Sending you greetings from late summer germany

    1. Thank you, Marit! Your Geranium is so adorable! Your daughter looks so happy wearing it!

      It’s funny that the color looks purple – it’s actually an inky blue but can look purple-ish depending on the light.

      I did a test seam to see how it would look without French seams for this top, but it has a 3/8 inch seam allowance as well so normally I would add at least another 1/4 inch to the seam allowance if I go the French seam route.

  3. love how you made “french seam” into a verb:)
    This fabric sounds so lovely! That silver shimmer you describe really upgrades it from, as you said, lumberjack, to something comfortable yet stylish. And the diagram of your seam allowance changes is very helpful – learning that I’m a visual learner. I am sure this Tova will get lots of wear, and is the perfect topper for a great pair of jeans. Glad 2.0 is such a success!

    1. Thanks, Lucinda! Another thing that I really liked about this fabric was that it was easy to iron even with the metallic threads running through it. I’ve had problems with the iron sticking to metallic fabric before so it made things easier 🙂

  4. Your fit fixes look fantastic. Isn’t it amazing how such tiny adjustments can have such a big effect on comfort? I like the ideas you had for playing around with the pattern – what kind of sleeve shape are you thinking?

    1. It really is amazing how such tiny tweaks can make a world of difference in fit. I’m so fascinated by the whole process – it’s flexing my left brain! As for the sleeves, I think simple cap sleeves would be sweet or even some kind of loose tulip sleeve might be interesting…

  5. Thank you for including such a great diagram for the changes you made! I think I can do this!! (I might not have to do it for my next tova, since the fabric is slightly stretchy, but this will not be my last ;-)! )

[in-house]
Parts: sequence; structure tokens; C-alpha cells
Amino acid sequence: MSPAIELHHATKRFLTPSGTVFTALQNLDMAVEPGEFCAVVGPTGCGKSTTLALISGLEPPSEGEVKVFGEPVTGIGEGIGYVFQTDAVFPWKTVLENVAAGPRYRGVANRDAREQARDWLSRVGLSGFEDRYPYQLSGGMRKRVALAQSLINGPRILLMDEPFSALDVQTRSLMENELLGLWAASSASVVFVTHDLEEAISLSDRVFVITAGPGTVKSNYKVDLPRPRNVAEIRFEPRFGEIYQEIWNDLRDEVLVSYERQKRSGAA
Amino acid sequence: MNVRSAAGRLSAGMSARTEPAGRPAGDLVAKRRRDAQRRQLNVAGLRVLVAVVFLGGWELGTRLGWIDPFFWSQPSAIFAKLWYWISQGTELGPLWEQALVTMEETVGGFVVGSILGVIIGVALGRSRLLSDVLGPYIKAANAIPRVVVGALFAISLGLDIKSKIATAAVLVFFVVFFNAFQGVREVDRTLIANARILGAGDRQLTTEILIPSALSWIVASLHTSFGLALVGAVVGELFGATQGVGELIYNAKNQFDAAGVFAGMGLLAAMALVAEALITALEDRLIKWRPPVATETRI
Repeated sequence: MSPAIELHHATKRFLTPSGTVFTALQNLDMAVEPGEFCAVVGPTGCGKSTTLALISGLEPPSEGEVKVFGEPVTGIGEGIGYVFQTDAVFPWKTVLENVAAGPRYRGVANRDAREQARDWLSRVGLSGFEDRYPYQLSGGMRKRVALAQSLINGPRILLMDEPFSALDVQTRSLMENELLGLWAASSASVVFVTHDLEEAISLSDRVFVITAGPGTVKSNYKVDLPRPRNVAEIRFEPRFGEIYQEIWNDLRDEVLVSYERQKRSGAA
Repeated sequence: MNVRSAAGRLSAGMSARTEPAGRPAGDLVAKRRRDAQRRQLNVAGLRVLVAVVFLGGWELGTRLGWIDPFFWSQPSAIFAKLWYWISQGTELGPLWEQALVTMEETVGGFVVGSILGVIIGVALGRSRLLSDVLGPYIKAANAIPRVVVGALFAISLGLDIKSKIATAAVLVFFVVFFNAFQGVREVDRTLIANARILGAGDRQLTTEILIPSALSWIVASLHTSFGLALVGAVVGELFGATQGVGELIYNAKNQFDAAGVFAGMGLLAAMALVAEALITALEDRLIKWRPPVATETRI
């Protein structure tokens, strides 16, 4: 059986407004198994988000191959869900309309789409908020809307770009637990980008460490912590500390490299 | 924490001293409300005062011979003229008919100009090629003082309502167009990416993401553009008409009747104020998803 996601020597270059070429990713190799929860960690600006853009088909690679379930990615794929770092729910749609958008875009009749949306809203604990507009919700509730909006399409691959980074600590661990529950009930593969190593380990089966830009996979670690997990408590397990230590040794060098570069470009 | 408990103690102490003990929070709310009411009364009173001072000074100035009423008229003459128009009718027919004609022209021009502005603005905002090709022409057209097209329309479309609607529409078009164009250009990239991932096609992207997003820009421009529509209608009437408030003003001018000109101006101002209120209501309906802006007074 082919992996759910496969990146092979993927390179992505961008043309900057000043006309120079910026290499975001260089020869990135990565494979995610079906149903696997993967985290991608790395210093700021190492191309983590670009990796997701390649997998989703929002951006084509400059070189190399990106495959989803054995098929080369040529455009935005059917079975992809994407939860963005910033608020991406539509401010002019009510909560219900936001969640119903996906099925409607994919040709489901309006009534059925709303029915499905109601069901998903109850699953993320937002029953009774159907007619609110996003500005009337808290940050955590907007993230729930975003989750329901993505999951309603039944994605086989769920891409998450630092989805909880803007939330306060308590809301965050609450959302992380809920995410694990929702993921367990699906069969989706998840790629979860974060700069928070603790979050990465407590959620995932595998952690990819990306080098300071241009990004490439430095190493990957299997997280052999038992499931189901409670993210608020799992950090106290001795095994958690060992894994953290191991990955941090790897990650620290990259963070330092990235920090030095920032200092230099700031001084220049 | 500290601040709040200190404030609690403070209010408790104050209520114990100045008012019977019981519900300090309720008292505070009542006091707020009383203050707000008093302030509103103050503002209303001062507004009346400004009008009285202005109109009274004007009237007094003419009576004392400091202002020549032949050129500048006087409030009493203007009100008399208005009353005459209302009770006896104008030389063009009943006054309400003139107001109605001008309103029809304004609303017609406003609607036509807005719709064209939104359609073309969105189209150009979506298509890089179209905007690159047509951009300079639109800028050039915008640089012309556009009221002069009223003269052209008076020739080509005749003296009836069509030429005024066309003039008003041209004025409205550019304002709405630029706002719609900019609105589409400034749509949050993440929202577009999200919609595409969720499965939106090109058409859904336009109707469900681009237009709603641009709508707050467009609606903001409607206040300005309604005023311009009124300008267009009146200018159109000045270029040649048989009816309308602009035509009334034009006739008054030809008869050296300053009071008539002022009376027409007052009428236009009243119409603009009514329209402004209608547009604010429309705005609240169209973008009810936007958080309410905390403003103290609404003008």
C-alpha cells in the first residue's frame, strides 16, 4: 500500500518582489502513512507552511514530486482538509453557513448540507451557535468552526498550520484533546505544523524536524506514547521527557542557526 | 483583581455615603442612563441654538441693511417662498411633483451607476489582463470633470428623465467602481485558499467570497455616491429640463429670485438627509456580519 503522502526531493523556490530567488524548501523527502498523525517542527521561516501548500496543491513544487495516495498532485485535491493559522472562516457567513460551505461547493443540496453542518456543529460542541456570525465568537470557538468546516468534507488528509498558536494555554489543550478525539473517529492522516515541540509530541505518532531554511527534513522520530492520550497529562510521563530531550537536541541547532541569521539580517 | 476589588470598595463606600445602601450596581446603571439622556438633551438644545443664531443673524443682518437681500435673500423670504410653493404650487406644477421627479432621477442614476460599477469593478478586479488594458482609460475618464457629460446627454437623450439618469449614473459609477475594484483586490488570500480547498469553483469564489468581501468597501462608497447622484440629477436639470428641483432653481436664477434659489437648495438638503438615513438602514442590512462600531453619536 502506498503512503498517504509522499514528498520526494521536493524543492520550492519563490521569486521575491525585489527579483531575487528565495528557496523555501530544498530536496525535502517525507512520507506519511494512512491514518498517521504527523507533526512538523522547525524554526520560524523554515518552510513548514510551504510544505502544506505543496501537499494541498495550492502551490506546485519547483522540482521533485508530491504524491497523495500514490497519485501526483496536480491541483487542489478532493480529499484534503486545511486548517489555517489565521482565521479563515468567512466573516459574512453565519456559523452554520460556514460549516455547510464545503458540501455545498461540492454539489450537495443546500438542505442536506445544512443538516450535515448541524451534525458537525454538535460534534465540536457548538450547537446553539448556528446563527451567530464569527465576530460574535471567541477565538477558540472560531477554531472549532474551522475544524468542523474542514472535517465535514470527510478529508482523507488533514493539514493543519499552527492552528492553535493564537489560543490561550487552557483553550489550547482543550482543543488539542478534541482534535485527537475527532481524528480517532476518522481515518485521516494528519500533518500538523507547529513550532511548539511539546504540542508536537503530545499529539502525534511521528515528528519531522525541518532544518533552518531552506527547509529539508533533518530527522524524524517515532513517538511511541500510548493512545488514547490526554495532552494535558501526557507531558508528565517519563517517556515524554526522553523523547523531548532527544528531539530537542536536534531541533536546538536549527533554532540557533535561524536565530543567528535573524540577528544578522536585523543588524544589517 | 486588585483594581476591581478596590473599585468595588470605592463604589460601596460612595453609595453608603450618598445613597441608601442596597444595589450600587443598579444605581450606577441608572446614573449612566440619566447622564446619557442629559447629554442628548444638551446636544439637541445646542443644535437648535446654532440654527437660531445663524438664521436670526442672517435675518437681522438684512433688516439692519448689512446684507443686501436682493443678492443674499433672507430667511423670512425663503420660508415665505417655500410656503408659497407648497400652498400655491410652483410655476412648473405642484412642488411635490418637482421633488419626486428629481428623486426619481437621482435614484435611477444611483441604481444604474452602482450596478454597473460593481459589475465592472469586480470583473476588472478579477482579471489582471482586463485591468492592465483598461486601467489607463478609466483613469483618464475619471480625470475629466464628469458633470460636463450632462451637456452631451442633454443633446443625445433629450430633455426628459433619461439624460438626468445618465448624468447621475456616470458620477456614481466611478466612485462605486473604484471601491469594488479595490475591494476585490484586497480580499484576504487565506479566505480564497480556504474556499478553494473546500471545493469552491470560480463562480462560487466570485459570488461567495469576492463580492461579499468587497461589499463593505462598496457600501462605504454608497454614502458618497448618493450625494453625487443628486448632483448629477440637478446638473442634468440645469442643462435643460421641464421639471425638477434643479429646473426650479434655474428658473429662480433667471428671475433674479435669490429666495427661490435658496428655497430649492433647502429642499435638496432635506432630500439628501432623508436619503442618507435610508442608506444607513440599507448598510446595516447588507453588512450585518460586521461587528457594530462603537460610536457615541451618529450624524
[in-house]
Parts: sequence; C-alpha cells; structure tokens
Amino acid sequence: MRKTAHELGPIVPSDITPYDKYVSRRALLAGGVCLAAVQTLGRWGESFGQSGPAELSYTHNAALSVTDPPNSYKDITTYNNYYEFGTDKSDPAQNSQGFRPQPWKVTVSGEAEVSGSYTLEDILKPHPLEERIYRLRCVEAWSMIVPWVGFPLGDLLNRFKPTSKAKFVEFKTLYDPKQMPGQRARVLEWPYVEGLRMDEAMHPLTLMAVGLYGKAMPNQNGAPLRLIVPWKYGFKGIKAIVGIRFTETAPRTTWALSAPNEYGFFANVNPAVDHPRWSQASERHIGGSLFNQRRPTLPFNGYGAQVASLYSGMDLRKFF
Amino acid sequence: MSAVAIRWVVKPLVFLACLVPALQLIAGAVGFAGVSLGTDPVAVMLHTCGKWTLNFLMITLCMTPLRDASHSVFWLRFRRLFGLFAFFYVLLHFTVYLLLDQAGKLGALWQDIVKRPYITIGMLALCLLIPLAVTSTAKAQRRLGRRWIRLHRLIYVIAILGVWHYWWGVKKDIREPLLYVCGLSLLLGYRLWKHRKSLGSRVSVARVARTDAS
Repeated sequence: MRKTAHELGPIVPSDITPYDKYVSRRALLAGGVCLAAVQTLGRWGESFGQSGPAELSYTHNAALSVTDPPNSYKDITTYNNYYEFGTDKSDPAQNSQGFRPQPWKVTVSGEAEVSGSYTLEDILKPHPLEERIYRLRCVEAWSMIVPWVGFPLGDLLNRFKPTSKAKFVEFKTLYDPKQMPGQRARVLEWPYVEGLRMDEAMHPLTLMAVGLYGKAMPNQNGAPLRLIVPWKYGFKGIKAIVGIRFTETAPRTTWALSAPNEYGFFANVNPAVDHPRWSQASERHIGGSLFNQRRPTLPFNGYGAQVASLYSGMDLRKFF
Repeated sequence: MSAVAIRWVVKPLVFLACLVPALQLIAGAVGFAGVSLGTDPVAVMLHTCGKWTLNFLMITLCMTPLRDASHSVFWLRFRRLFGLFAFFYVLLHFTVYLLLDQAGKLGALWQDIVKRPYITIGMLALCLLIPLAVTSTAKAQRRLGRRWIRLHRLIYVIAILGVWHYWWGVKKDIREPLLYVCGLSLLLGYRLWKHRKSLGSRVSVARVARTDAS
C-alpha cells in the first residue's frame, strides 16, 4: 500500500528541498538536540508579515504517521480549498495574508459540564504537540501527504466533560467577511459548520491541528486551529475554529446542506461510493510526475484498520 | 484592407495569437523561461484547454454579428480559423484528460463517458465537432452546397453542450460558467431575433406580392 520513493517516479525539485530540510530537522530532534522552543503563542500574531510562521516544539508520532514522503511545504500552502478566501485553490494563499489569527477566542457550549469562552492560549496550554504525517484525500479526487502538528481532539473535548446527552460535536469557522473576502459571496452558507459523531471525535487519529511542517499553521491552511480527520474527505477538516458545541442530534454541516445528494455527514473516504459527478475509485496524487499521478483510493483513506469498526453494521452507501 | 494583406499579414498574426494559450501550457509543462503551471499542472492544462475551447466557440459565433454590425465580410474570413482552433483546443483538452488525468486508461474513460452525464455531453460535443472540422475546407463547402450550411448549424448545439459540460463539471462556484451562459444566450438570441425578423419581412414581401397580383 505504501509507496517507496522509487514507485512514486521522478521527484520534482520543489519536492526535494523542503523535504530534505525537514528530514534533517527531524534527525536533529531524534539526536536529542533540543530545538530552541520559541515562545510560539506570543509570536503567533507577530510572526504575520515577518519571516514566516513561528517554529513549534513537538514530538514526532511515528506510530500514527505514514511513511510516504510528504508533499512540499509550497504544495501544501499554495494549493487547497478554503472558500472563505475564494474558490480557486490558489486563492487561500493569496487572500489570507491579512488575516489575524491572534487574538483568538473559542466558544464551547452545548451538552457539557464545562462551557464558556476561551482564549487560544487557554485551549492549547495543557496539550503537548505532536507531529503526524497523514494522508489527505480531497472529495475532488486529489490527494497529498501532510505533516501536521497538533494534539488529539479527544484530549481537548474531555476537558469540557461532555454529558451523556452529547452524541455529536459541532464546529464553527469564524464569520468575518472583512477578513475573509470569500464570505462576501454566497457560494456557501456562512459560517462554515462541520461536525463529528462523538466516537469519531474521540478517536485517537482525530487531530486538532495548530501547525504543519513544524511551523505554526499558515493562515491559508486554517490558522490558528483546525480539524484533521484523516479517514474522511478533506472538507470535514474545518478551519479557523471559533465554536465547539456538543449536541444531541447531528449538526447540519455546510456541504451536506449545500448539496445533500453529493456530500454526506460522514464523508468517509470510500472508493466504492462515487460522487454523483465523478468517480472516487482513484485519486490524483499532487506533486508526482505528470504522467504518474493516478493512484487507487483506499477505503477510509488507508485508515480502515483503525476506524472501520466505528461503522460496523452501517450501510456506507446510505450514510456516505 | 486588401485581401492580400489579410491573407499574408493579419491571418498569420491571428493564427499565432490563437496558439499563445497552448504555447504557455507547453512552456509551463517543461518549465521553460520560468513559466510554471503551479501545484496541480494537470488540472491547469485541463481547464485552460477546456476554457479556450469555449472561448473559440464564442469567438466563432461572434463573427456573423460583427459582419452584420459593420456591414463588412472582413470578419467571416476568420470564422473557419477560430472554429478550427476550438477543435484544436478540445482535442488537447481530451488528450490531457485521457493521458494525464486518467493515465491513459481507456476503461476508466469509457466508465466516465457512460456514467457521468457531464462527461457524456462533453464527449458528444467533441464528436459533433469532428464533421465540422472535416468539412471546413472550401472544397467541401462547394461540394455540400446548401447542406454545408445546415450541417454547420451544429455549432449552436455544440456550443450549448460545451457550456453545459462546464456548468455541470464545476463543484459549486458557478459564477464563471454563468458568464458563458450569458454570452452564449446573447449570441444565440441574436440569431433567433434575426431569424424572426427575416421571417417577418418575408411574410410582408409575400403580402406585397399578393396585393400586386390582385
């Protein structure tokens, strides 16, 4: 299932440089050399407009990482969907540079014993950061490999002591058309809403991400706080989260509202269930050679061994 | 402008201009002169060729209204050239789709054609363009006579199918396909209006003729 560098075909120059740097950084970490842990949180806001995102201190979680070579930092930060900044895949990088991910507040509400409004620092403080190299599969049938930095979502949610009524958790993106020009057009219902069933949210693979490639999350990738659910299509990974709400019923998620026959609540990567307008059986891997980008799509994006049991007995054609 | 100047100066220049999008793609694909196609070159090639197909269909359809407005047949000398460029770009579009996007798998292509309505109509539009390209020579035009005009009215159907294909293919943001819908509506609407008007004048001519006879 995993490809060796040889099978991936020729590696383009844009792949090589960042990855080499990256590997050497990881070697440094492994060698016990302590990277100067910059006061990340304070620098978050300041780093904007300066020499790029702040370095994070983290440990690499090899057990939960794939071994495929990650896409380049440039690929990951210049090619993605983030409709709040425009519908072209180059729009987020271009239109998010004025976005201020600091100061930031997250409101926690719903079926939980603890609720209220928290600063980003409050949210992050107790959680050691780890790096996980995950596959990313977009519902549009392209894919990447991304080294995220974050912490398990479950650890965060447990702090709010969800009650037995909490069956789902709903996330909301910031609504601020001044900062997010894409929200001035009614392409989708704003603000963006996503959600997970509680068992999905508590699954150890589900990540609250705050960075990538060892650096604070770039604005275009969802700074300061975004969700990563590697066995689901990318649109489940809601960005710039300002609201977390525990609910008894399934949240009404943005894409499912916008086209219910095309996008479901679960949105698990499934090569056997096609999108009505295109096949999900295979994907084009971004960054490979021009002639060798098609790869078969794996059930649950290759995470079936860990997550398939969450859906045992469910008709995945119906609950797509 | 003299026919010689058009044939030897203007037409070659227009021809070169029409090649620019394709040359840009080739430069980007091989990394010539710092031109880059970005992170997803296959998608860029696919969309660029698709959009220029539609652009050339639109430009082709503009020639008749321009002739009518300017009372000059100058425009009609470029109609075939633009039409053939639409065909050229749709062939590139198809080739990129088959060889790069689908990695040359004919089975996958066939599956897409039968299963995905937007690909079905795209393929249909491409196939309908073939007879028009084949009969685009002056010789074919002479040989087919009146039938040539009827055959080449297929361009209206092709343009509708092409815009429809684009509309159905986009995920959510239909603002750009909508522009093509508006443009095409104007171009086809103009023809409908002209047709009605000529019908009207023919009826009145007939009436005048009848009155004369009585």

I love your tova and the way you played with the plaids, they are so great for fall.
    And also thank you for including infos on the seams, I have been wanting to ask you about how you usually finish the seams in your garments (and K´s). How are they holding up after being through the wash several times?
    Looking forward to your third tova!

    1. Oh, so glad the diagram is helpful, Ute! I’m pretty careful about washing the handmade clothes – I always use gentle cycle and then normally air dry them because the dryer is so hard on the fabrics. The clothes are holding up well! P.S. I usually finish seams with my serger or French seams if the fabric is super sheer.

  6. I agree with Ute…the addition of your diagrams for the slight changes you made are very helpful. The Tova will be the next “me project” and any tips and tricks that get thrown our way are most welcomed! I just finished my first Wasi and I am feeling a bit more bold when it comes to sewing for myself. I need to keep up the momentum! Can’t wait to see your 3.0 version!

    1. So happy to hear that, Shelley! I’m excited that you’ll be trying the Tova next – it took me forever to make it and now I feel like I can’t stop 🙂

    1. Thanks so much, Gail! These are such minor tweaks I feel like they shouldn’t even count, but they really made a difference – one day I hope to be able to figure out more advanced fit issues 🙂

  7. This is one of my favorite garments for you that you’ve shared. It has a very pretty drape and looks so comfy and versatile. Yayyy for the kiddo being back at school to get some long sewing time in. This time of year is always a bit bittersweet, but mostly super exciting, right?

  8. love the plaid! i am always on the lookout for plaid specifically for tovas. i love the look of the bias placket. nice work on those alterations!